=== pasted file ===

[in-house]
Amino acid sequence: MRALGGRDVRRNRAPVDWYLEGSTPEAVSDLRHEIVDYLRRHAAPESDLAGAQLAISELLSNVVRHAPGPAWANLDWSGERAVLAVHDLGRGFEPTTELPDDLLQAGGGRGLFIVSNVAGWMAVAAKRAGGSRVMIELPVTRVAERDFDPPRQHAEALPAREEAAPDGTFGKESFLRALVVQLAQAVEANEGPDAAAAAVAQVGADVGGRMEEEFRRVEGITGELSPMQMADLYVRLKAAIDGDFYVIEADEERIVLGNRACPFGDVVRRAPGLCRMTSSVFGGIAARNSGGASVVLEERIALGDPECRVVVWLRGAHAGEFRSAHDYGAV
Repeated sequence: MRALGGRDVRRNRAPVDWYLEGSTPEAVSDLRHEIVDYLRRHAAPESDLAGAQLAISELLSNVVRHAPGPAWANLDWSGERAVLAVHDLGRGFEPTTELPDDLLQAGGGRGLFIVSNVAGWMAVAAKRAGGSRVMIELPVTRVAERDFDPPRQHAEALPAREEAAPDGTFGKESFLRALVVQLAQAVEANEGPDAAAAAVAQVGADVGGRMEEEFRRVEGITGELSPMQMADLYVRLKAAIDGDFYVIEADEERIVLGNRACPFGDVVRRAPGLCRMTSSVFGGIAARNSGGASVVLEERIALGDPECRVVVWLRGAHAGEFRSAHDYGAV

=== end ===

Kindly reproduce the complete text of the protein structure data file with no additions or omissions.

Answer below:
[in-house]
Amino acid sequence: MRALGGRDVRRNRAPVDWYLEGSTPEAVSDLRHEIVDYLRRHAAPESDLAGAQLAISELLSNVVRHAPGPAWANLDWSGERAVLAVHDLGRGFEPTTELPDDLLQAGGGRGLFIVSNVAGWMAVAAKRAGGSRVMIELPVTRVAERDFDPPRQHAEALPAREEAAPDGTFGKESFLRALVVQLAQAVEANEGPDAAAAAVAQVGADVGGRMEEEFRRVEGITGELSPMQMADLYVRLKAAIDGDFYVIEADEERIVLGNRACPFGDVVRRAPGLCRMTSSVFGGIAARNSGGASVVLEERIALGDPECRVVVWLRGAHAGEFRSAHDYGAV
Repeated sequence: MRALGGRDVRRNRAPVDWYLEGSTPEAVSDLRHEIVDYLRRHAAPESDLAGAQLAISELLSNVVRHAPGPAWANLDWSGERAVLAVHDLGRGFEPTTELPDDLLQAGGGRGLFIVSNVAGWMAVAAKRAGGSRVMIELPVTRVAERDFDPPRQHAEALPAREEAAPDGTFGKESFLRALVVQLAQAVEANEGPDAAAAAVAQVGADVGGRMEEEFRRVEGITGELSPMQMADLYVRLKAAIDGDFYVIEADEERIVLGNRACPFGDVVRRAPGLCRMTSSVFGGIAARNSGGASVVLEERIALGDPECRVVVWLRGAHAGEFRSAHDYGAV